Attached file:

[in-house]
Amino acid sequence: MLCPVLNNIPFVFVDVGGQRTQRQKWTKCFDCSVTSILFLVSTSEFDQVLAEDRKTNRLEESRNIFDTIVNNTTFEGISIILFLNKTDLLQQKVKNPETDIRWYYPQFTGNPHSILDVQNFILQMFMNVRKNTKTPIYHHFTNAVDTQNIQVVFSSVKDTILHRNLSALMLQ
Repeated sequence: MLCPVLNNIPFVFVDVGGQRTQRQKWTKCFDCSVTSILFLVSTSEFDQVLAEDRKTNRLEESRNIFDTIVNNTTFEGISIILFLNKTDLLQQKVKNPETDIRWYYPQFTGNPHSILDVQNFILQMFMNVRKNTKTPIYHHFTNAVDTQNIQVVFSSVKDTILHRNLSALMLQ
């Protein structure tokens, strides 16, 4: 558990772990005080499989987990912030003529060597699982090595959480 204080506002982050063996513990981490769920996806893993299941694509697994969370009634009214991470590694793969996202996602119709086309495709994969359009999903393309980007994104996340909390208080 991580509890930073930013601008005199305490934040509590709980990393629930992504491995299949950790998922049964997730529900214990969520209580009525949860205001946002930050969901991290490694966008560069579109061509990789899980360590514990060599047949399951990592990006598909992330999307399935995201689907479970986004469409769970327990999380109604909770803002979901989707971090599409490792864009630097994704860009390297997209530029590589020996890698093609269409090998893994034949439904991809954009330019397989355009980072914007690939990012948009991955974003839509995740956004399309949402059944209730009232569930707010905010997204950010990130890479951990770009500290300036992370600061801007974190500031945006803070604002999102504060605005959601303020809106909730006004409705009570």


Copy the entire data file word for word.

[in-house]
Amino acid sequence: MLCPVLNNIPFVFVDVGGQRTQRQKWTKCFDCSVTSILFLVSTSEFDQVLAEDRKTNRLEESRNIFDTIVNNTTFEGISIILFLNKTDLLQQKVKNPETDIRWYYPQFTGNPHSILDVQNFILQMFMNVRKNTKTPIYHHFTNAVDTQNIQVVFSSVKDTILHRNLSALMLQ
Repeated sequence: MLCPVLNNIPFVFVDVGGQRTQRQKWTKCFDCSVTSILFLVSTSEFDQVLAEDRKTNRLEESRNIFDTIVNNTTFEGISIILFLNKTDLLQQKVKNPETDIRWYYPQFTGNPHSILDVQNFILQMFMNVRKNTKTPIYHHFTNAVDTQNIQVVFSSVKDTILHRNLSALMLQ
């Protein structure tokens, strides 16, 4: 558990772990005080499989987990912030003529060597699982090595959480 204080506002982050063996513990981490769920996806893993299941694509697994969370009634009214991470590694793969996202996602119709086309495709994969359009999903393309980007994104996340909390208080 991580509890930073930013601008005199305490934040509590709980990393629930992504491995299949950790998922049964997730529900214990969520209580009525949860205001946002930050969901991290490694966008560069579109061509990789899980360590514990060599047949399951990592990006598909992330999307399935995201689907479970986004469409769970327990999380109604909770803002979901989707971090599409490792864009630097994704860009390297997209530029590589020996890698093609269409090998893994034949439904991809954009330019397989355009980072914007690939990012948009991955974003839509995740956004399309949402059944209730009232569930707010905010997204950010990130890479951990770009500290300036992370600061801007974190500031945006803070604002999102504060605005959601303020809106909730006004409705009570």